A fire that destroyed a Richmond Hill restaurant earlier this month also burned away jobs for a couple dozen employees, but some of those families will be able to enjoy a Christmas dinner thanks to a fishing club and other local groups.
On Tuesday, Butch Broome, owner of Fish Tales, Pete Buhles and Lee and Rosie Southard, all members of the Fort McAllister Sport Fishing Club, assembled boxes of food at Broome’s restaurant at the Fort McAllister Marina.
The boxes were filled with Christmas dinner and will feed 28 families whose members lost jobs when Denny’s on Hwy. 17 was destroyed by fire on Dec. 7.
“Christmas is about giving,” Broome said. “We’re glad we could help out.”
The fishing club raised $2,300 during a tournament in November. There was money left over after the club bought 14 bikes and helmets for the Bikes for Tikes drive, which was run by the Bryan County Department of Family and Children Services.
The fishing club spent about $800 on turkey, green beans, rolls and other food for the families affected by the Denny’s fire. Most of those receiving the boxes are local and there are between two and eight people in each family, Lee Southard, fishing club secretary, said.
“We figured we could help them out as much as possible,” he said.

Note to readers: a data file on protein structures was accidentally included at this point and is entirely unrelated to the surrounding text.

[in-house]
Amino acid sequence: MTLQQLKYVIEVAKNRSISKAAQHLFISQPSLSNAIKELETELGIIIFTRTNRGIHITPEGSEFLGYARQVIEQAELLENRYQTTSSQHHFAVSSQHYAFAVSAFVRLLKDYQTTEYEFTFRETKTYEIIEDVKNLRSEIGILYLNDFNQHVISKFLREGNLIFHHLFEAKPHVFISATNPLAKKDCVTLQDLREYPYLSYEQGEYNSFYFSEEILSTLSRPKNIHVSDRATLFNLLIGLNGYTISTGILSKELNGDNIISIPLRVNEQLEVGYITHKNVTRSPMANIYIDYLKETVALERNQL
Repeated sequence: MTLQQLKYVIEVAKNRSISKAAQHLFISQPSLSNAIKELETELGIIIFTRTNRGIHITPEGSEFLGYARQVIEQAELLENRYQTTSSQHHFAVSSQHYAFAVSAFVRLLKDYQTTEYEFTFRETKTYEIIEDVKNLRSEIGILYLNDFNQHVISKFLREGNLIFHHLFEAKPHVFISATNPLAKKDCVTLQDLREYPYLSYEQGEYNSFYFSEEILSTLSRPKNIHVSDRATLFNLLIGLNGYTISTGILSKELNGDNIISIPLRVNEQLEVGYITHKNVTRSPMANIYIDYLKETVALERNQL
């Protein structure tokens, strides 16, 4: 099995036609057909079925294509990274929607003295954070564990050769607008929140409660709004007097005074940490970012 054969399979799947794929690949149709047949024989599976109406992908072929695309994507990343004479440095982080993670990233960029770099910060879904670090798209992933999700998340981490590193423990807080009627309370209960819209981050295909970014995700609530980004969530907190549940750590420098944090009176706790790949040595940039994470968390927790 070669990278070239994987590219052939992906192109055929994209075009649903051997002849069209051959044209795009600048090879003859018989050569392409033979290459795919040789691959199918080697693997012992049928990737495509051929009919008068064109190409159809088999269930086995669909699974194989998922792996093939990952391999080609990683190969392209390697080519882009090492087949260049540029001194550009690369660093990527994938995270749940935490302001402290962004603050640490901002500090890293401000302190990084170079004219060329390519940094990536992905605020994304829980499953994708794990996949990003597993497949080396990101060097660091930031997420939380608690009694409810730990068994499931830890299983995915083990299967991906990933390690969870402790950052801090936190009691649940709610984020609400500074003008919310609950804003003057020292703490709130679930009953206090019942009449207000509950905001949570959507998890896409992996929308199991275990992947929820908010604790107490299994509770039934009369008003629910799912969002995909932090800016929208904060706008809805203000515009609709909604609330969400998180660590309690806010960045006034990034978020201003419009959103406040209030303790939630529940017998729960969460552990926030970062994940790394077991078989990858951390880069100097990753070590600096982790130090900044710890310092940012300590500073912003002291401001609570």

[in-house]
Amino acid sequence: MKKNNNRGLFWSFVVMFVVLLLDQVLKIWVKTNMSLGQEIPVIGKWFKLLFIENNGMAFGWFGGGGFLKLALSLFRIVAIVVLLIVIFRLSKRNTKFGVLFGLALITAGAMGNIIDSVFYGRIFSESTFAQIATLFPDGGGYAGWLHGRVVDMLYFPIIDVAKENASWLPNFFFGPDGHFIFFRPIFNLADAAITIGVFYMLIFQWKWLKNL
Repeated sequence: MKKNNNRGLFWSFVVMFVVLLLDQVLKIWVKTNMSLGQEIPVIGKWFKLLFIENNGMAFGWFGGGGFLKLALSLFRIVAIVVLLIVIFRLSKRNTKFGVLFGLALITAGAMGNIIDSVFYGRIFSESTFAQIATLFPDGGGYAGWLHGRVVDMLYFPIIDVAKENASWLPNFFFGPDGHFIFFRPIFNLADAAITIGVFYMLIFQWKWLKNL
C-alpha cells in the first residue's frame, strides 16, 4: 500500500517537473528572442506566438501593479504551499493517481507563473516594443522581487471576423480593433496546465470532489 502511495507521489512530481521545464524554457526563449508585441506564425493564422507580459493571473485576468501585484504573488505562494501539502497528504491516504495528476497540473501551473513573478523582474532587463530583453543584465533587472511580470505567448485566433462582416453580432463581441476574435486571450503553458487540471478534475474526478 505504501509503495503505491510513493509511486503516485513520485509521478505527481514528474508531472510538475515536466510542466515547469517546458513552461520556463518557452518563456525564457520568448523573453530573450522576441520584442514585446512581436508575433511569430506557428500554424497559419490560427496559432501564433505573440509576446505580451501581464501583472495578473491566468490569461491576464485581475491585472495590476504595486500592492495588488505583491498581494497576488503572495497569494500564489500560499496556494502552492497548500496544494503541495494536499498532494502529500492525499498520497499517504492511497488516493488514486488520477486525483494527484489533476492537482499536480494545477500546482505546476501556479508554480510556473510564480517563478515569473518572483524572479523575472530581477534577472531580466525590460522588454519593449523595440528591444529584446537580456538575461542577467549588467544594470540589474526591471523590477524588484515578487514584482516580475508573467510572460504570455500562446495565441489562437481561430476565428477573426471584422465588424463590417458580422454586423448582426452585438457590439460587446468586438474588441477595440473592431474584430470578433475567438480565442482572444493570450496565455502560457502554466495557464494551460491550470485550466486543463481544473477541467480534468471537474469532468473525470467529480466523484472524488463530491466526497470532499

Southard said the boxes also included a $25 gift card from Kroger. And other local businesses are helping out, as well. The Bryan County Children’s Fund provided around $2,000 in Wal-Mart gift cards, and Ella’s in Richmond Hill donated Christmas trees to the families.
The Denny’s Fire Victims Fund, an account to help the affected families, is still open at the First Bank of Richmond Hill.
Denny’s restaurant was destroyed on Dec. 7 by a fire that started in the attic of the restaurant. As for the 45 employees that worked there, the Chris Lake, a former manager at the Richmond Hill Denny’s who was transferred to a Denny’s in said previously the corporation was working on moving them to other area Denny’s restaurants.
The employees are also collecting donations to help their co-workers who have not yet been placed at another Denny’s location, Lake said.
It is still not clear what caused the fire, Richmond Hill Fire Department Chief Vernon Rushing said this week.
“It’ll be a while before we hear anything,” he said.
No injuries were reported from the fire. Rushing previously said arson was ruled out and that he suspected the fire might have been electrical in nature. But he couldn’t say for sure the exact cause of the blaze.
The Richmond Hill Fire Department, Bryan County Fire Department, Richmond Hill Police Department, Bryan County EMS and Liberty County emergency services all responded to it. The blaze sent heavy smoke out over Hwy. 17, which was closed for more than an hour on Dec. 7.
The charred remains of Denny’s still sit behind a chain linked fence, but Lake said two weeks ago that Denny’s would rebuild. She was not sure when the new restaurant might open.
“It’s sad,” she said. “It’s really sad that it happened.”